Gynecomastia in Teenage Boys
The American Society of Plastic Surgeons published a study taken in 2012, which showed that gynecomastia is the number one procedure performed on teenagers in the U.S. The average age of these boys ranges between 13-19. Since the first statistics were recorded in 1997, gynecomastia surgery has doubled. This can be attributed to the increase of awareness and understanding about gynecomastia. As a result, we are finally seeing boys and men start to come out of hiding and do something about their problem.
Gynecomastia usually occurs when boys enter into puberty. The chest area starts to enlarge and look feminine. Some boys even look like they have female breasts. This can become uncomfortable and painfully embarrassing. Regardless if the case is mild or severe, it is humiliating for teenage boys. Most of the time the issue resolves itself by adulthood, however for many the problem never goes away. There is still no clear indication as to the exact causes for gynecomastia, however there are some studies which show a link to the hormonal changes during puberty. There might also be a connection with using certain drugs like marijuana or steroids. Another factor could be obesity in teenagers. Sadly, regardless of the reason, we do know that the disorder robs teenage boys of their adolescent years. Living with enlarged breasts takes an emotional toll on teenagers and often times their family as well. It is common for boys to start wearing bulky heavy clothing to hide their enlarged chest for fear they will be made fun of by their peers. A dead giveaway is seeing someone wear unusually bulky clothing in hot weather. You will even see boys constantly pulling their shirt away from their body. This is to keep people from seeing their enlarged chest. Boys will begin to shy away from social activities, such as going to the beach or pool, because this would put them in a situation where they would have to take their shirt off. Male teens suffering with gynecomastia tend to become reclusive and unable to engage in relationships. In addition, they may become sad, depressed and/or moody.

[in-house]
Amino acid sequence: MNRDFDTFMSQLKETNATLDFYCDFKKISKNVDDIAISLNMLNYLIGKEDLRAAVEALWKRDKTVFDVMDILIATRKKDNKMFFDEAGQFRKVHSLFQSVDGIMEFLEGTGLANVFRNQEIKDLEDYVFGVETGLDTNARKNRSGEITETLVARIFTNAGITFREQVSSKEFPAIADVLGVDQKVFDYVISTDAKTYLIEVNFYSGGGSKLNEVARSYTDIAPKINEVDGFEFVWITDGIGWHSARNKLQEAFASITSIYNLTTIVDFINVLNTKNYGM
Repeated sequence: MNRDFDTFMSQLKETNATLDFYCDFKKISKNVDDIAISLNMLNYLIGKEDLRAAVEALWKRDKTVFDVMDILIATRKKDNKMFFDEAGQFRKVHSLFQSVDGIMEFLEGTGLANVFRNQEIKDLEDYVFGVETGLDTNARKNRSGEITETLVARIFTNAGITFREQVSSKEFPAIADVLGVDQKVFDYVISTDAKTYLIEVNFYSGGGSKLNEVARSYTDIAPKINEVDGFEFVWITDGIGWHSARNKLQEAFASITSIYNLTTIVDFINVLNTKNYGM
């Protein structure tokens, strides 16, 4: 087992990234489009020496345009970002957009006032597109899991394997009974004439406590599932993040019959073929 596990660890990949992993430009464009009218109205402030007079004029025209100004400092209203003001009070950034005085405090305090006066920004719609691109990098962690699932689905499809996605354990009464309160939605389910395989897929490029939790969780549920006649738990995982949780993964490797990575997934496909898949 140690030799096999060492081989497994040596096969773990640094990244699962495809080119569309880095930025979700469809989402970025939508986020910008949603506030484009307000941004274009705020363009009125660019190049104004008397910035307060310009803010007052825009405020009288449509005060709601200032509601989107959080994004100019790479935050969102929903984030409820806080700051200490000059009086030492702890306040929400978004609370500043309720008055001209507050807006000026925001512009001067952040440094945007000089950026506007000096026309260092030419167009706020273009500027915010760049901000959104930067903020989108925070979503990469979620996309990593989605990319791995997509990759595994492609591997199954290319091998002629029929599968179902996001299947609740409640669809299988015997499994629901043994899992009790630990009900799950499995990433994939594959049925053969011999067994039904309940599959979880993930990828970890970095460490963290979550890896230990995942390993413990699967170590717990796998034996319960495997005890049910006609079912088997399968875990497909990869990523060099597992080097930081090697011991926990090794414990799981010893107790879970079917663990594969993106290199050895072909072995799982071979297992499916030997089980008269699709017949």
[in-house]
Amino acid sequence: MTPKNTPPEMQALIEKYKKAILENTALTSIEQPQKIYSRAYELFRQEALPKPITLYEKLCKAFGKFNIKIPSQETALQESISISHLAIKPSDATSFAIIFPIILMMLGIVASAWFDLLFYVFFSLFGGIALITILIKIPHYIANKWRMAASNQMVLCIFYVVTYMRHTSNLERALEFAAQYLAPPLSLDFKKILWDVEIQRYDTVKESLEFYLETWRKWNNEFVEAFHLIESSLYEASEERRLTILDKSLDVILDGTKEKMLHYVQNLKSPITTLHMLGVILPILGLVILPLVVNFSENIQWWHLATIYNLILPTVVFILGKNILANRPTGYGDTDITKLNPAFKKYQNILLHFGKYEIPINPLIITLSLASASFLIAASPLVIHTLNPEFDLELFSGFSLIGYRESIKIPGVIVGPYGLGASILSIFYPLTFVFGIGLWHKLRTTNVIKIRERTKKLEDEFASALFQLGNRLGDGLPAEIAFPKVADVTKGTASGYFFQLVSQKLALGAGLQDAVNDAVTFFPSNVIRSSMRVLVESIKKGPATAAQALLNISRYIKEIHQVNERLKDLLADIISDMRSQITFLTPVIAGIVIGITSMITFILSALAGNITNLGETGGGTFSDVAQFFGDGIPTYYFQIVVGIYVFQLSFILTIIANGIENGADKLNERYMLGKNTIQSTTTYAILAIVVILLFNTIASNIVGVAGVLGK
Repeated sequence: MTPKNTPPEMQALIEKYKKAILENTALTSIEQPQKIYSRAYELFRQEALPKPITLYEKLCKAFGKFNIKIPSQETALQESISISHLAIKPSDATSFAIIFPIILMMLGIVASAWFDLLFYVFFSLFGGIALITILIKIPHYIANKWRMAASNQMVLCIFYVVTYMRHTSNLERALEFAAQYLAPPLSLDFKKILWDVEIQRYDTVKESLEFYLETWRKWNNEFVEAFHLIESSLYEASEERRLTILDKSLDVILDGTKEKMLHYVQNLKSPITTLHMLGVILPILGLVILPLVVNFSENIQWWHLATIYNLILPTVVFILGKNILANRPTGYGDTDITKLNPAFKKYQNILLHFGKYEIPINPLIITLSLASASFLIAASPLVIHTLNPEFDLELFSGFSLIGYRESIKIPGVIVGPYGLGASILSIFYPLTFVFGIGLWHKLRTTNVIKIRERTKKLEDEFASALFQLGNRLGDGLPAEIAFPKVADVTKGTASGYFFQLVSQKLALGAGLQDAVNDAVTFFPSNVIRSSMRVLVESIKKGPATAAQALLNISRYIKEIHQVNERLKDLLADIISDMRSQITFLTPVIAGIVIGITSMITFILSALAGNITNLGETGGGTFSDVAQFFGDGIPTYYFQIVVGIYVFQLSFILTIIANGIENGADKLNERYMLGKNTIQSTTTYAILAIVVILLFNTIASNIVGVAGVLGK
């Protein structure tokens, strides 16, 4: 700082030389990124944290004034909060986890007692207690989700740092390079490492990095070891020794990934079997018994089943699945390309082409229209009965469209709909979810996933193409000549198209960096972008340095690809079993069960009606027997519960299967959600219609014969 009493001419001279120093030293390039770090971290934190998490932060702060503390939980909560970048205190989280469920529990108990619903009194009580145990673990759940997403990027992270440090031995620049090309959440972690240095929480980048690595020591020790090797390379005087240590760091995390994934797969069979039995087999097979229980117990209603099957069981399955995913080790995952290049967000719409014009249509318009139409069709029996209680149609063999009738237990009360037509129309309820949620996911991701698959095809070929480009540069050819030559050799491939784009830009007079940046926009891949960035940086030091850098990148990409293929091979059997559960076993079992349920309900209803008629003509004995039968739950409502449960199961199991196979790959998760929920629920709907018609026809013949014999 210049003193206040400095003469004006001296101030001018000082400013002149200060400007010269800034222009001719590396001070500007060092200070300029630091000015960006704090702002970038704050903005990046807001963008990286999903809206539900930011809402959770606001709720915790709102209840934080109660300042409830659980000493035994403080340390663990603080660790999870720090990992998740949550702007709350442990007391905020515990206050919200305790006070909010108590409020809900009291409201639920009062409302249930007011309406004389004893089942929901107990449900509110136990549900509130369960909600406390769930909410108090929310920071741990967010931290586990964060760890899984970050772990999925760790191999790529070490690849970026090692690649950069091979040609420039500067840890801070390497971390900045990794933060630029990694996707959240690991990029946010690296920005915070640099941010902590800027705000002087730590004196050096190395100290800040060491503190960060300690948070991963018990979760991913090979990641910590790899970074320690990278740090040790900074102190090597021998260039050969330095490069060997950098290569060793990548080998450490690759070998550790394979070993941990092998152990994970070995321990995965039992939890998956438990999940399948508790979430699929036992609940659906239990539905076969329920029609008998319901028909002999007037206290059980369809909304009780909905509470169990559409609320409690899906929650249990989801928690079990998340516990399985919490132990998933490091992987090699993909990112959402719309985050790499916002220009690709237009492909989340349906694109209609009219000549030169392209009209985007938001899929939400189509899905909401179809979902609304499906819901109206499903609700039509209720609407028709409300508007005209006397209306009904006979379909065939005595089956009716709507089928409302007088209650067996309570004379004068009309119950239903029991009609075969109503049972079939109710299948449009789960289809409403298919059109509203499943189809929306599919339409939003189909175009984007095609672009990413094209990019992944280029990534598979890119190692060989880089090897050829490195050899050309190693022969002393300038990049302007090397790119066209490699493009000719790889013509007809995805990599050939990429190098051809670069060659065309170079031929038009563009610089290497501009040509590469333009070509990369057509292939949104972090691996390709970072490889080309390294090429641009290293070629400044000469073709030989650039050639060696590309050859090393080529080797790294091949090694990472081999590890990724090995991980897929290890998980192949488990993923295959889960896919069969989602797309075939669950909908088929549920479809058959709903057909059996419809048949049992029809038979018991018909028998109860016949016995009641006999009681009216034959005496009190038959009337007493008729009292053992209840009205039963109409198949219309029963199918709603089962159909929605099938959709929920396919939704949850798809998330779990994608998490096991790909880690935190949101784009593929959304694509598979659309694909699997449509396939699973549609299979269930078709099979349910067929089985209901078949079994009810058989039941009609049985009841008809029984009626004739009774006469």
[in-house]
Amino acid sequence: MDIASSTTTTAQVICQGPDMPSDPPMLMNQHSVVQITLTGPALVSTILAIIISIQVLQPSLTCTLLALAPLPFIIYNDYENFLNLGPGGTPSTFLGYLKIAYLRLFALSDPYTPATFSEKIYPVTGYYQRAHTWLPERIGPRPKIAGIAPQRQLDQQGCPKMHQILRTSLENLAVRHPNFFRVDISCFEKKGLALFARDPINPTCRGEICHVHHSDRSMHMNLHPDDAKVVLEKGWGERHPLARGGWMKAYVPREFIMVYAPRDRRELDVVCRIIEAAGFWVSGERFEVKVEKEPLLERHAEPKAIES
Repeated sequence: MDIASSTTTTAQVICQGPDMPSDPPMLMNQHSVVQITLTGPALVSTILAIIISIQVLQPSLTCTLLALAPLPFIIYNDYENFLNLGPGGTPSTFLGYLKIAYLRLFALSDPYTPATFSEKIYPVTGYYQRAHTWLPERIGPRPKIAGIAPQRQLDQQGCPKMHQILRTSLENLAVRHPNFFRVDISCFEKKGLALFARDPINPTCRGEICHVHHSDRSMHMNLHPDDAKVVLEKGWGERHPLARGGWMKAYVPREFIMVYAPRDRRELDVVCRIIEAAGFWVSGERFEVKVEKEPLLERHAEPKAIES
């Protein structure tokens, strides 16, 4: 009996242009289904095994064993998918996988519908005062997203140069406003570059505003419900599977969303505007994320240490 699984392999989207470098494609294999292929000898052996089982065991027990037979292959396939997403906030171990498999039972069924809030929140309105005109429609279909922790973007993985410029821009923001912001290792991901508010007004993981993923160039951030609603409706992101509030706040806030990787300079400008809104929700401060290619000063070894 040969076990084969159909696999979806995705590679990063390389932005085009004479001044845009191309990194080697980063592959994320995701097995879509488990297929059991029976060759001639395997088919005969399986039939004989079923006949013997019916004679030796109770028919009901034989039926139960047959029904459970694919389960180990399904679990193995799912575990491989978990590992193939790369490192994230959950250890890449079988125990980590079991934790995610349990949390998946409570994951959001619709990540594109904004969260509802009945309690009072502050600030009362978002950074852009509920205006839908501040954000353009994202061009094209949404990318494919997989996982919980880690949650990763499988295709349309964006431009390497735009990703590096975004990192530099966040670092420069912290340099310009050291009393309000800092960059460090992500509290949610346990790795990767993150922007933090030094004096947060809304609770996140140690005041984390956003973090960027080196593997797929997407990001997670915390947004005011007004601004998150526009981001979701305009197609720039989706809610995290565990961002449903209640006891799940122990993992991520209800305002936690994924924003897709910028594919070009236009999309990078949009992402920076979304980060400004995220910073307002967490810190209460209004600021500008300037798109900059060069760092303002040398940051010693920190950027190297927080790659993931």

The more we can bring the topic of gynecomastia to the fore-front, the more likely boys will be able to start opening up about their condition. The first step in getting help is for patients to understand they are not alone and there is something that can be done to give them their life back.